Looking for a unique, simple coffee gift for a coffee enthusiast, that nobody else has? Coffee from Timor is extremely rare, and is a unique part of our coffee heritage. Our new Organic, Fair Trade Timor has been a huge hit at our tastings and local sales and now we have listed it on the website. Natural notes of cocoa, dried fruit and vanilla and very rich nutrient-dense taste profile make this a comfort, go-to coffee that is wonderful hot or iced.
The Timor Hybrid (Hibrido de Timor) began growing on the island in the 1920s as a hybrid of Arabica and Robusta coffee; it is extremely disease-resistant and high-yielding. Out of this sprung the Catimor variety, and eventually Sarchimor too. Farmers around the world have worked with Timor crossbreeds and created many of the varieties we know and love today. This coffee is one of the most important all-time genetic contributors to specialty coffee.
The roast level we chose for this bean, after extensive R&D, we call "Chocolate Plus". It brings out all the best flavor notes this complex bean has to offer. "Chocolate Plus" is one step darker and longer than our "Chocolate Roast". It is still on the high end of a Medium roast in flavor... select Medium Roast below for the Chocolate Roast.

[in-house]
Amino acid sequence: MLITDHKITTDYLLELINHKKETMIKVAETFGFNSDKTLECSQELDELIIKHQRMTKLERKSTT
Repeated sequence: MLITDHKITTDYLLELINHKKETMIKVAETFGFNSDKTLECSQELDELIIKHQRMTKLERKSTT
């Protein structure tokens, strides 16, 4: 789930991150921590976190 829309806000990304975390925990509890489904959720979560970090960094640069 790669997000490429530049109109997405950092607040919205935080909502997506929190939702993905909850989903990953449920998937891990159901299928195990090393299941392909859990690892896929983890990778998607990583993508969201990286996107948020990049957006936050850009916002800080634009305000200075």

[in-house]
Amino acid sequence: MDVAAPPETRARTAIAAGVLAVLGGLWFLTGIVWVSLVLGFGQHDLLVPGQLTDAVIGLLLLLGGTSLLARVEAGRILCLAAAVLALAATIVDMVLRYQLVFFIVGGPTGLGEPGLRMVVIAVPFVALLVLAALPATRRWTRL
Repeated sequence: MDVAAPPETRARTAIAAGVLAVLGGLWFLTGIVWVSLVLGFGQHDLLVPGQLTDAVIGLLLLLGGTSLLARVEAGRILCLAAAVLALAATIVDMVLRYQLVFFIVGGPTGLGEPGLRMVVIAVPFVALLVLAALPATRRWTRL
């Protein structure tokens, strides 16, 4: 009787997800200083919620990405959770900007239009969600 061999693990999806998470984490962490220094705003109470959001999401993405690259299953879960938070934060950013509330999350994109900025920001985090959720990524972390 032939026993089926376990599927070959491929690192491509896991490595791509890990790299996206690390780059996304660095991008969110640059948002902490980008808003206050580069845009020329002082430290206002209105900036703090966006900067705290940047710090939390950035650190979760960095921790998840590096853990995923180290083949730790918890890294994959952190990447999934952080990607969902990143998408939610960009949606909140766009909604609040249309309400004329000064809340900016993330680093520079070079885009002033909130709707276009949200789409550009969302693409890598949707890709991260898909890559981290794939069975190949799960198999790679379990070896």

We've added a new Dark Roast to the lineup at 464°!
8 ounces, please choose Drip Grind or Whole Bean.
The Cooperativa Cafe Timor (CCT) works with very small farms in East Timor; most land owners own less than a hectare of land. The CCT was established in 1994 with the help of the USDA and NCBA. and in 2001, the cooperative obtained Fair Trade certification. The farms are located in Maubesse, an area of high altitude and a sub-district in the Ainaro district; Atsabe, in the Ermera district; the Lequisa district; and the Aifu region. The coffee from East Timor was originally planted over 400 years ago by Portuguese colonists. However, after an epidemic of coffee leaf rust in the 1890s, new varieties were brought in and crossbreeding with Robusta occurred to create a disease-resistant coffee varietal.
The new Hibrido de Timor that resulted is also poised to survive climate change well, as it prospers in a variety of sunlight and drought conditions.
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The Araku Valley of India
India's coffee tradition goes back 400 years or more, when a variety called Kent was first established in the Southern Hills. Arabicas predominated until the blight of 1870, when growers needed to hybridize to resistant varieties. The resultant strains had genes from Liberica and other unique, resistant species. Learn more and browse India's Araku Valley coffees here.